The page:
Dead Butt Syndrome and other fairy tales affecting those who run
A few weeks ago, I read an article that was posted on the NY Times website regarding something called Dead Butt Syndrome (http://well.blogs.nytimes.com/2010/12/21/when-the-diagnosis-is-dead-butt-syndrome/). Apparently, this is a problem with the gluteus medius (one of the larger muscles in the butt) which is this person. The person who wrote this article is a veteran runner and as she said “For people who have persistent pain, it’s healing gone wrong,” Dr. Bright said. “That gluteus medius isn’t firing the way it’s supposed to. You’re getting an inhibition of the muscle fibers. It’s kind of dead.”
The problem with this all-encompassing diagnosis of Dead Butt Syndrome is the same with many of the attempts to globally diagnose and then come up with a cure without fully understanding the mechanisms involved. These problems begin with the fascial system and develop into poor firing patterns which encompass the legs, feet, core, and even the upper body.
Thomas Meyer’s book on Anatomy Trains (available through Amazon.com) shows that myofascia actually controls motion, not the muscles making this diagnosis a part of the problem rather than the solution.
As many of our patients know, I diagnose through active evaluation, treat the fascial restrictions, and then retest the firing patterns involved. Sometimes my first impressions are right on but I do a number of maneuvers until I figure out how to restore a more normal firing pattern. Often, tight hip capsules (fibrous tissue surrounding the hip) can cause this problem, as well as foot overpronation and gait asymmetry. It does not just happen to nice people like this author. The Fascia surrounding the muscles tightens, causing the gluteus medius to recruit in other muscles such as the obliques, hamstrings, other gluteal muscles, and erector spinae, and even affects the upper back as the problem worsens.
Dead butt is a symptom, not a syndrome, although the idea gets a lot of attention.
This type of piecemeal diagnosis only addresses the symptom of poorly stabilizing glutes, which is really a gait issue symptom. This person was over and under-striding, (one leg is tight in the back, the other tight in front causing a short stride on one side and a longer stride on the other) way before the symptoms appeared and likely ran and stretched through it.
Like most things mechanical, you can run it until it dies or fix it so it won’t. The net effect is torsion of the pelvis, causing a loss of leverage, and tight legs with a shorter stride. As your stride shortens, you may easily pull muscles, have problems in the calves, and mechanically have issues increasing ground impact resulting in many of the most common running injuries.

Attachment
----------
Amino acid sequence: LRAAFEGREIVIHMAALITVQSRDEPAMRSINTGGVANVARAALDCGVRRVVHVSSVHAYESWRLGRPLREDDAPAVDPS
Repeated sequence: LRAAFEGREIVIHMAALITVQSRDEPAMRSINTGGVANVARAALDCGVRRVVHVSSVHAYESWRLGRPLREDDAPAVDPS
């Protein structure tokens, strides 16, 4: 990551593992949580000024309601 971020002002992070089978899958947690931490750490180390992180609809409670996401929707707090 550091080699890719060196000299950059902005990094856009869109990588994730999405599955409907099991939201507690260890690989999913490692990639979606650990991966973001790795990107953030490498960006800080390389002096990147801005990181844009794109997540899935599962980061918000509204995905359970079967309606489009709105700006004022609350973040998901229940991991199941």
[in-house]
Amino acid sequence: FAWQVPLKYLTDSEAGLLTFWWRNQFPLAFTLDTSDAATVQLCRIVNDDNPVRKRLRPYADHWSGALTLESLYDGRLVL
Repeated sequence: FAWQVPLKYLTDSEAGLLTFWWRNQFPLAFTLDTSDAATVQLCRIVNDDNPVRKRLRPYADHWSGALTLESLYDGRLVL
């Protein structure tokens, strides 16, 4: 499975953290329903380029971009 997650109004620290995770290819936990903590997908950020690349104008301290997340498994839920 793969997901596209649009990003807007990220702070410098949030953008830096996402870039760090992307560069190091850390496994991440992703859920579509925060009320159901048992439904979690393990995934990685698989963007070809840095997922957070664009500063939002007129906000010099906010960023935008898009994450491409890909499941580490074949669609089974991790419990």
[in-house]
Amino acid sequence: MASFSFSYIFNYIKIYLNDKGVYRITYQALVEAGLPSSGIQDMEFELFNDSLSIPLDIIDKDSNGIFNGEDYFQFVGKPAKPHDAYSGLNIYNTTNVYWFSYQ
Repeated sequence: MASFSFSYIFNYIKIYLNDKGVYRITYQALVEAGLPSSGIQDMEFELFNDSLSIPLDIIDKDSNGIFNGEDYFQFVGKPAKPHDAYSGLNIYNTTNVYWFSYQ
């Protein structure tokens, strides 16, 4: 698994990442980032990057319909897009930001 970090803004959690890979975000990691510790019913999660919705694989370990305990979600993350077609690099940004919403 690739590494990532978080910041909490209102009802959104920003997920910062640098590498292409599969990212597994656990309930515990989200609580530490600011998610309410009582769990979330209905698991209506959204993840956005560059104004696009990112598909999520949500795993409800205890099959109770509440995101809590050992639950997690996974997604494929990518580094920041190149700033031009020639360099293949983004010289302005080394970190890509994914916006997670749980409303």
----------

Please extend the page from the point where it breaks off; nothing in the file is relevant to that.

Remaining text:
To fix this, you need to understand that a diagnosis of dead butt is just a symptom, rather than the cause. You cannot, as many runners have learned, fix this without understanding the mechanisms behind it. Unfortunately, most healthcare providers offer treatments or diagnoses based on where you hurt rather than why you hurt.
There is no such thing as a dead butt but it gets a lot of attention anyway. There is a thing called foot overpronation or supination or asymmetric gait which will cause this type of problem. The torsion caused by asymmetrical gait patterns worsens over time due to poor adaptations of the musculoskeletal system and torsion in the lower body will also affect how your upper body moves as well. The DNA spine idea is an easy way to understand it. You are trying to run all twisted but have no idea that you are other than feeling kinked up all the time and having many of your joints pop constantly and not understanding why.
Nor can you endlessly train the core when it is affected by tight shoulders and legs. The core is merely a conduit that we move the forces through from the ground up as we walk. This is why symmetry is the most important thing for runners, and a good running style is symmetrical regardless of whether you are mid-foot or heel strike in your approach to running.
Solving running problems often requires looking outside the symptom box and understanding what is unique to you. One size fits all solutions often fail because they are not addressing your unique problems. Often a good sports chiropractor is your one-stop shop for running-related problems.
It is quite common during an office visit to evaluate the patient, the shoes, and body symmetry, and often, a treadmill is a great tool for understanding difficult-to-diagnose running issues. This is why a holistic primary care approach is essential for understanding why problems such as dead butt continue to exist. Often the solutions are simple and practical. Your running depends on it.
Looking for a solution to your running-related problems? Book online here for either our Scotch Plains or North Brunswick offices.